I got in to find openers Bribes already on, a local trio whose guitarist also took lead vocals. Their sound did rather overwhelm their surroundings, and it took the edge off their set for me – everything tended to meld together. If their guitar was a bit less ‘Iommi’ I might have got a bit more from this set, as it was I just about managed to spot that one over-driven guitar riff was a lift of Mötley Crüe‘s ‘Looks That Kill’. Maybe in a venue with a bit more space they’d come across better.  Next up were St Helens ‘jangle pop’ outfit Scarlet, a quartet headed by Jessie ‘Scarlet’ Robinson. They’ve been around for a few years now, though this was the first time I’d seen them live. Their recorded material is a bit too indie-lite for my Metallic tastes but live they have more ‘wallop’, courtesy of guitarist Adam Cunliffe and drummer Conor Williams. It was the latter who stood out for me in this band, with some nifty drum patterns.


Jessie ‘Scarlet’ Robinson

REWS spent quite a while setting up on this small stage before striking up, doing so with a cheery roar from Shauna Tohill. Being Irish herself, the occasion (plus, no doubt, Ireland’s Grand Slam win in the Six Nations) must have put her in good spirits for this show, which she revealed was their first in Liverpool. Opening with ‘Let It Roll’ she and Collette Williams quickly got into the groove. ‘You’re all very shy’, she remarked to the crowd who took a little while to warm up, to be honest but the pair did get a few at the front to shake their booties (and play air guitar or even drums 😉 ) as the night progressed. With only two people, you need a good drummer to drive the whole thing along and Collette Williams is certainly that. She provided strong backing for her colleague, who frequently swapped between her two Telecasters and had an array of  effect pedals to change the tone of those axes. Vocally, they sounded excellent, the voices blended so well. Using a lazy comparison of my own, they reminded me a little of South Africa’s The SoapGirls – they had that same fuzzy guitar attack and strong lead vocal. The closest they get to that ‘Royal Blood’ sound is probably with ‘Miss You In The Dark’, that one is reminiscent of the Bloodsters.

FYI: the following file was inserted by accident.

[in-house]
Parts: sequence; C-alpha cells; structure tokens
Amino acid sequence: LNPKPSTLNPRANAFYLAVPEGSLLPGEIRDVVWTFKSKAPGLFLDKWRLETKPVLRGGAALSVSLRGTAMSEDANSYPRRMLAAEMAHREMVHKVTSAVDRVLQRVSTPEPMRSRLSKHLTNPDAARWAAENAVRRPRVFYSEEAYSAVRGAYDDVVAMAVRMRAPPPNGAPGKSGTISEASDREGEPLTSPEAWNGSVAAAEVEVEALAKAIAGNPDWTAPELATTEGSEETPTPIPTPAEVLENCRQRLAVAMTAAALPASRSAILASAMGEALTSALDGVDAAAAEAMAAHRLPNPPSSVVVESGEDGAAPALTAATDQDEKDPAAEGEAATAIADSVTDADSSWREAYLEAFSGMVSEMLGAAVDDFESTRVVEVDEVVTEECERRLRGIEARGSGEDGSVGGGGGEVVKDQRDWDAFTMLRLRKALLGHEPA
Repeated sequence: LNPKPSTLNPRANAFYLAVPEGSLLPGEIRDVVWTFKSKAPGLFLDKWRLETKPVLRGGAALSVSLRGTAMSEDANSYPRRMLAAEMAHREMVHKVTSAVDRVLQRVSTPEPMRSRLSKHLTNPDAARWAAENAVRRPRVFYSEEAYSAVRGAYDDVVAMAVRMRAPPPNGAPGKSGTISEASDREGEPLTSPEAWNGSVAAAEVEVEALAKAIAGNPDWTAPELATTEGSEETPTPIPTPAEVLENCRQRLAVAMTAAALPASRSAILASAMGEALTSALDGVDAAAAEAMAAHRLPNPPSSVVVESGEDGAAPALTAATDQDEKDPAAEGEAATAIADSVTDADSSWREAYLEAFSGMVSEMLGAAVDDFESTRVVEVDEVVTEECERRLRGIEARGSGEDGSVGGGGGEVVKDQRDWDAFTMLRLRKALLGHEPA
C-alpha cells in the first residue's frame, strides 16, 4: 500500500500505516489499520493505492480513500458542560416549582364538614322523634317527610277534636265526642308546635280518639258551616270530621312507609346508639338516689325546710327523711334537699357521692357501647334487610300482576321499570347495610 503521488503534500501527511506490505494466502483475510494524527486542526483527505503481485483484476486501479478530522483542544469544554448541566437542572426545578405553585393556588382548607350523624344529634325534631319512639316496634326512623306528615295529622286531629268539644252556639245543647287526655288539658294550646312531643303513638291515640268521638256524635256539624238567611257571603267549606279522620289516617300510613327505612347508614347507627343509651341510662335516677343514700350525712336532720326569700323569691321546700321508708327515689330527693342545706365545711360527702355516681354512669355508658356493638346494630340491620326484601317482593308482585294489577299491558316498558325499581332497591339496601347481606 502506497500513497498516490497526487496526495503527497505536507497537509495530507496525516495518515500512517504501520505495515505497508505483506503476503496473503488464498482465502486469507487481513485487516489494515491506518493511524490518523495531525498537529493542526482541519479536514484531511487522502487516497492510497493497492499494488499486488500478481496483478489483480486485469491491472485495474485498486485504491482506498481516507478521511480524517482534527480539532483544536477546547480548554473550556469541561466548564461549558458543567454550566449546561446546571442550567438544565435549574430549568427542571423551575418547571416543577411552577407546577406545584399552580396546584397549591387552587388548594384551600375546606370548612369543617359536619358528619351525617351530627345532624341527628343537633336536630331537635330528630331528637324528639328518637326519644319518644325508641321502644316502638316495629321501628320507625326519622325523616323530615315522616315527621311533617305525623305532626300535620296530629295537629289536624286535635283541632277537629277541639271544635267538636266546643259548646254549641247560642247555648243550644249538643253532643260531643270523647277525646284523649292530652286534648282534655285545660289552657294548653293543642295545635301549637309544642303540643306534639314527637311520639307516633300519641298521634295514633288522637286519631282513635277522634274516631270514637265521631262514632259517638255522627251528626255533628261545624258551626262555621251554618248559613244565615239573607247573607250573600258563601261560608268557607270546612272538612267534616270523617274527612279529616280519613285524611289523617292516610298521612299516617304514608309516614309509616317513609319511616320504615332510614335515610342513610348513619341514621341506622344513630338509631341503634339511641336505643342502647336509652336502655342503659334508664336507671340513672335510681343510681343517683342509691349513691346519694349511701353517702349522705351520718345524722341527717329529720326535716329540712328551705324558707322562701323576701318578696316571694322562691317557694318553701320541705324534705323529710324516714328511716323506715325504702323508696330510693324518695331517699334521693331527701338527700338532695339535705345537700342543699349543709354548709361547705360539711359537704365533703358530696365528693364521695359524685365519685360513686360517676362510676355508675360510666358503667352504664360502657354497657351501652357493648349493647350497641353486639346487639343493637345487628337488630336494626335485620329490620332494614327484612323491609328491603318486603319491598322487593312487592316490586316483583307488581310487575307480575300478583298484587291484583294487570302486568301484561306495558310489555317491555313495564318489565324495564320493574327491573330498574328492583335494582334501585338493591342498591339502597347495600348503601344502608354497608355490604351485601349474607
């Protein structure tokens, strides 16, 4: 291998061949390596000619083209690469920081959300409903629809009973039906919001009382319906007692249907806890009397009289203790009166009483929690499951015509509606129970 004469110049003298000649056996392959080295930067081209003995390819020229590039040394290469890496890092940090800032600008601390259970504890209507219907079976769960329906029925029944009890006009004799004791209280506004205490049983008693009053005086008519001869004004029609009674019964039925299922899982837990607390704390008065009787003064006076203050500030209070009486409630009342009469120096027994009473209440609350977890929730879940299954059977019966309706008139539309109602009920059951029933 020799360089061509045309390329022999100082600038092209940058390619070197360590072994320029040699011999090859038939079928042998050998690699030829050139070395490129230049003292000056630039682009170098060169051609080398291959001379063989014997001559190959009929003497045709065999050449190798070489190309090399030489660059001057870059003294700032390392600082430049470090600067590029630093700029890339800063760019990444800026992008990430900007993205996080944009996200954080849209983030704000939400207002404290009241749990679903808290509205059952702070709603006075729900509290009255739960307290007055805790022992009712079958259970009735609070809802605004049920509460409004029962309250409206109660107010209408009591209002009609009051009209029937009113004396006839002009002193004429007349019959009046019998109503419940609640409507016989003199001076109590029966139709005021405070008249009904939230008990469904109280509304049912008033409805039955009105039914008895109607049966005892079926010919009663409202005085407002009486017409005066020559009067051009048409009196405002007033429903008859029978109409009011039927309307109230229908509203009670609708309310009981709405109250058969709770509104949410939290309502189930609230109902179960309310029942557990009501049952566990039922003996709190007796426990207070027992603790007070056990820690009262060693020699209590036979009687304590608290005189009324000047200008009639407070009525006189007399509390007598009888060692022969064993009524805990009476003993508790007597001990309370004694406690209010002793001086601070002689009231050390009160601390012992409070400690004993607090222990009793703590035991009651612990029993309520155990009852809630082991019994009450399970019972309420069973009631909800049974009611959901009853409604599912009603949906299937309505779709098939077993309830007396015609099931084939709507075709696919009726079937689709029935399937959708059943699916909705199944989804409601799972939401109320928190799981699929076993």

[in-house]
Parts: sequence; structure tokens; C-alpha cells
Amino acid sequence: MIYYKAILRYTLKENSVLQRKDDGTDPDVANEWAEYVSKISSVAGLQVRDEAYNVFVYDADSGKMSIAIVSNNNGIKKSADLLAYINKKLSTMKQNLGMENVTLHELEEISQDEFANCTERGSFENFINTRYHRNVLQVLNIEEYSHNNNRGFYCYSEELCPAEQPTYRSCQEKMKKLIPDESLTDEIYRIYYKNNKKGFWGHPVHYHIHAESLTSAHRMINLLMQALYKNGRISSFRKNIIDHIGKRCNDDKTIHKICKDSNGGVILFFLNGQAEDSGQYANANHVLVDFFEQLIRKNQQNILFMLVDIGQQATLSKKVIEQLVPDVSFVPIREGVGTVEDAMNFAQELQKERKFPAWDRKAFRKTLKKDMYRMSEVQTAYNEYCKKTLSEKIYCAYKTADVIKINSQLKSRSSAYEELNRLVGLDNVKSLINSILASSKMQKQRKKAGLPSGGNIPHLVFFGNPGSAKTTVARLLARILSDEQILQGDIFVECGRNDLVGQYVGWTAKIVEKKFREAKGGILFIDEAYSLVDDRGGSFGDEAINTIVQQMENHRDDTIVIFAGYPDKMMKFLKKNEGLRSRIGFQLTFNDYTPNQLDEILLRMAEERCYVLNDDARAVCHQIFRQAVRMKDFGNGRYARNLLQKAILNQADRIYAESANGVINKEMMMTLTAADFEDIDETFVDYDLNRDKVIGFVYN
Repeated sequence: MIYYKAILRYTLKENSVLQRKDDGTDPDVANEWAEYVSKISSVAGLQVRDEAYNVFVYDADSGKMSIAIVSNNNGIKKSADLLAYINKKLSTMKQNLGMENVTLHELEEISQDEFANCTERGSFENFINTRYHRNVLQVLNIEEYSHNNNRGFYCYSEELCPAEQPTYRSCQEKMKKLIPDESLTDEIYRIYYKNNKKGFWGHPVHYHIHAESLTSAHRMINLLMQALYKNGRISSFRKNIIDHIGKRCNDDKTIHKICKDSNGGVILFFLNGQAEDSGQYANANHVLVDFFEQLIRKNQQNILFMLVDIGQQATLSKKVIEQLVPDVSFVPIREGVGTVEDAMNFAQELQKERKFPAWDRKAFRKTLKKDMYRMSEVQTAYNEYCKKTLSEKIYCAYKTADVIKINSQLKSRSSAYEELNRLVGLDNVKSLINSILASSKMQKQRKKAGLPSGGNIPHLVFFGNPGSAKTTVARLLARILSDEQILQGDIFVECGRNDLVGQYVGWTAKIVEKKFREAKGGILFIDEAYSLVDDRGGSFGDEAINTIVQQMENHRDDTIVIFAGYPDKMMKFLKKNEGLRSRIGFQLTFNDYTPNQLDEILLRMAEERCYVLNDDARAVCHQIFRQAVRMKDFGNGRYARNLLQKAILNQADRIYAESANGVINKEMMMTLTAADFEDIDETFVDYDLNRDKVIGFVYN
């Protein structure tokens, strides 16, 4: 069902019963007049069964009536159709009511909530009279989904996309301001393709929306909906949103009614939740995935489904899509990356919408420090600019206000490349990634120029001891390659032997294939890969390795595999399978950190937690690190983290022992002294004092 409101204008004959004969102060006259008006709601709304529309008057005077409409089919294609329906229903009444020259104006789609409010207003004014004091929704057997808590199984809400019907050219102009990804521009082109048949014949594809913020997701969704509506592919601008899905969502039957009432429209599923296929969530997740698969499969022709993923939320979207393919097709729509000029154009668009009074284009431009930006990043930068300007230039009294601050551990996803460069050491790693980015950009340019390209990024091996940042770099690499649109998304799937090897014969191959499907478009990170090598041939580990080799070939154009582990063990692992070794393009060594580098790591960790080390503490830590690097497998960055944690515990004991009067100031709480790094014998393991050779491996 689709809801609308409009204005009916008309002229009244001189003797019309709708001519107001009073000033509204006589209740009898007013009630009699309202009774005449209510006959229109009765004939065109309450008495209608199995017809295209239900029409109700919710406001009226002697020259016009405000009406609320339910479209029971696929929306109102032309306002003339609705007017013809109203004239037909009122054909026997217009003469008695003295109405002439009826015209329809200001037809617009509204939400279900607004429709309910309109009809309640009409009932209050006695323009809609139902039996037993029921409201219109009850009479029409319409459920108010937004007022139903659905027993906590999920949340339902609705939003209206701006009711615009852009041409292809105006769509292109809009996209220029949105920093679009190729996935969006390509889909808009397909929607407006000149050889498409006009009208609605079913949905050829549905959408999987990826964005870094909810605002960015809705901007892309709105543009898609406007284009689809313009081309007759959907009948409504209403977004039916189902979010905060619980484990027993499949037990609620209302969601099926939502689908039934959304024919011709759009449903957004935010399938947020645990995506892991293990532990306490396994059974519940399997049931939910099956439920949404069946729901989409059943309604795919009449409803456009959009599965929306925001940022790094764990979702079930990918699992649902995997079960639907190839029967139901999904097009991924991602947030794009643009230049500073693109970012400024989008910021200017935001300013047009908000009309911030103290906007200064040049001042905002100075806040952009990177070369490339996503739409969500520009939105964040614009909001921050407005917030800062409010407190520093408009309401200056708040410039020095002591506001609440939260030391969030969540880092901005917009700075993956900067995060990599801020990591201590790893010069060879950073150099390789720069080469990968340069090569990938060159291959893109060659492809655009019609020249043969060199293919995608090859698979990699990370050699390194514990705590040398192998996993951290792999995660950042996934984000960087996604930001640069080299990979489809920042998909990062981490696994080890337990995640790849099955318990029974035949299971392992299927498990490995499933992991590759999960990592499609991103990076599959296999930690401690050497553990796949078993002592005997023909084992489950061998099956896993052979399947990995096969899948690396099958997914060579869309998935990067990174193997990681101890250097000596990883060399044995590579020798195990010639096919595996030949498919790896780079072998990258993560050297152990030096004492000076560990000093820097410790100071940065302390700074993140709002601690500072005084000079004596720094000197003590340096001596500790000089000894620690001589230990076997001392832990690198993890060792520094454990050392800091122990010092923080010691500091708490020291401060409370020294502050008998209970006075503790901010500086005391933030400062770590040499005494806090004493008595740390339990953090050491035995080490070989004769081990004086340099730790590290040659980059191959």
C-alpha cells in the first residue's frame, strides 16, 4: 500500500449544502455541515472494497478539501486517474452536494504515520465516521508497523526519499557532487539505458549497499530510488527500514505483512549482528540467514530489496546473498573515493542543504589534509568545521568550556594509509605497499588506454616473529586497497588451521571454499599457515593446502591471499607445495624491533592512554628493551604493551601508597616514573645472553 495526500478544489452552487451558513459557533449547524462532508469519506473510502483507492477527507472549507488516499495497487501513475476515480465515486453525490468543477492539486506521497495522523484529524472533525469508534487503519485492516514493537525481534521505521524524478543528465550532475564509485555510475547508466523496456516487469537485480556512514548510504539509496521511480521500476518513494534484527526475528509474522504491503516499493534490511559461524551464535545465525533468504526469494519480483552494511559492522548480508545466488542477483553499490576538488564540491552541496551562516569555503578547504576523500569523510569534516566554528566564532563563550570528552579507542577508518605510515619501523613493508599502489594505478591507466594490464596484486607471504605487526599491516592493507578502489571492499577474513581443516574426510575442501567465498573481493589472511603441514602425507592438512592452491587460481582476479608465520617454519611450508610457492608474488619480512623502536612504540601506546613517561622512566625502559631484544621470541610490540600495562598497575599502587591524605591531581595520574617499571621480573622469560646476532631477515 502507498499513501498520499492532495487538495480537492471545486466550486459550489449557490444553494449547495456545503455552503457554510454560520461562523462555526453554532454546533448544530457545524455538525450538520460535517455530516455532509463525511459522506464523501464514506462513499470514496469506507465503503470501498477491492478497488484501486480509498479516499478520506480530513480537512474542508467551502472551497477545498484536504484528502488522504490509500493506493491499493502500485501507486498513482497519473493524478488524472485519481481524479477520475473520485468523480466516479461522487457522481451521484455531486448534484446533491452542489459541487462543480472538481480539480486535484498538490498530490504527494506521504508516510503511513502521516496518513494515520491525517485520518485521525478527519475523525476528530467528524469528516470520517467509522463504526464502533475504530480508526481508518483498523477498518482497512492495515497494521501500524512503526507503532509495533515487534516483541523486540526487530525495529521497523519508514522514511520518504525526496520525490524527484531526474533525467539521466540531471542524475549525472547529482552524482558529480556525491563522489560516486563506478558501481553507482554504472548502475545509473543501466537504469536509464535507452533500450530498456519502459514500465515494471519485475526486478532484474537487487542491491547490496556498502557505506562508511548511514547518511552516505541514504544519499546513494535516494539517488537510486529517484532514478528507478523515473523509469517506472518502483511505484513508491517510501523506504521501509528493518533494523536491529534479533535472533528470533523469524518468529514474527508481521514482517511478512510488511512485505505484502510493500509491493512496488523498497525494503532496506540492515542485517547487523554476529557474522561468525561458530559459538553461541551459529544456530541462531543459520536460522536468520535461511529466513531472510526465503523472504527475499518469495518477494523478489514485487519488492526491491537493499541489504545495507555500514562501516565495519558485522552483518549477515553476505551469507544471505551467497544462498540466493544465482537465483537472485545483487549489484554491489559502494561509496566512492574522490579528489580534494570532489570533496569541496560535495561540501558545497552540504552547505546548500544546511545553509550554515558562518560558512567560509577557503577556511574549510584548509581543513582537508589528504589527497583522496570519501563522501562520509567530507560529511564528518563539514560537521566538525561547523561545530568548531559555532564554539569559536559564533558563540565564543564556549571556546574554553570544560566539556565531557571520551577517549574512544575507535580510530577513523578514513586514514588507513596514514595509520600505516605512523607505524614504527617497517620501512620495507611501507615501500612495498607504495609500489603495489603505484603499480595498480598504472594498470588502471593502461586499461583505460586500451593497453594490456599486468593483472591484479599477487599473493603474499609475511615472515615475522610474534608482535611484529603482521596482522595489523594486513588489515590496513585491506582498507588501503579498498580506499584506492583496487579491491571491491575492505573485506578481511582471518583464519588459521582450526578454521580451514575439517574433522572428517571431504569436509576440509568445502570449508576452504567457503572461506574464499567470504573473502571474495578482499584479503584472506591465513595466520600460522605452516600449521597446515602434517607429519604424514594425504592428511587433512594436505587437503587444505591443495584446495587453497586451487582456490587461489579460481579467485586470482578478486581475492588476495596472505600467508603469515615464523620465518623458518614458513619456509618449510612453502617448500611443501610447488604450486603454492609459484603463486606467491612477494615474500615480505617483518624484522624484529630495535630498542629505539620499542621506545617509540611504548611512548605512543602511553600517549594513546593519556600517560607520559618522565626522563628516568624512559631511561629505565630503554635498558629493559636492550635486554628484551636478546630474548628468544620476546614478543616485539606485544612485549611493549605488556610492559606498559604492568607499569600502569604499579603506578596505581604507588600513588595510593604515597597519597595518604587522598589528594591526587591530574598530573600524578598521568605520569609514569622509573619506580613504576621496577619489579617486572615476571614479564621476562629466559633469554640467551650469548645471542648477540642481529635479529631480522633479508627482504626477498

By the end of this year REWS will be known to a lot more people and be playing much bigger places than the basement of a pub, so it was good to catch this duo on their way up to the o2 Academies of this world and beyond. Hopefully they’ll return to Liverpool a few more times before they make the leap to those bigger stages.


4 – Deserving

Caught Live: MILK TEETH (with FangClub, Nervus) Buyers’ Club Liverpool 15th March 2018

Another night and another gig by a band about whom I had little previous knowledge! The reasons for attending were two-fold: first of all they came recommended by fellow gig-going friends of mine; secondly and more importantly, they bothered to come to Liverpool! There was a gig up the M62 which tempted me on this night (Dan Patlansky), which would have been more up my street but it’s good to take an occasional step out of your comfort zone, yes? 😀

This venue is new to me, despite being sited in my city. It’s set back from the road (on Hardman Street, close to the Philarmonic and the university area) opposite Magnet, a venue which is soon to cease hosting gigs. Going off this visit, the Buyers’ Club could well fill that gap in the city’s live scene. A small but not claustrophobic upstairs room, there’s a pretty good stage and PA, with room for moving (and moshing, as I would find out!) with a merch table to the back and a small bar. I reckon it could handle up to about 200, by my estimation about 100 showed to this gig and there was plenty of space.  When I got in, openers Nervus were coming to the end of their set. I’d have to catch these again on another night, although they sounded loud and rocky enough I didn’t see enough to make any sort of call about their music.

Next band up were FangClub, a trio who played loud shouty rock anthems, whose vocalist/guitarist played a Fender Jaguar and had shoulder-length dyed blonde hair. If he were left-handed, and the bassist a bit taller, they’d have had me thinking I was Sam Tyler and I’d travelled back to 1991 (!) They did look – and sound – close to a rather more famous trio from Aberdeen, WA but played with enough fire to get a moshpit going among the youthful element of this audience. As that certainly doesn’t apply to me any more, I got out of the way of one over-enthusiastic kid’s flailing limbs sharpish and watched this set from further back! Obvious comparisons aside, these were a good live band and worth a look when they come around again.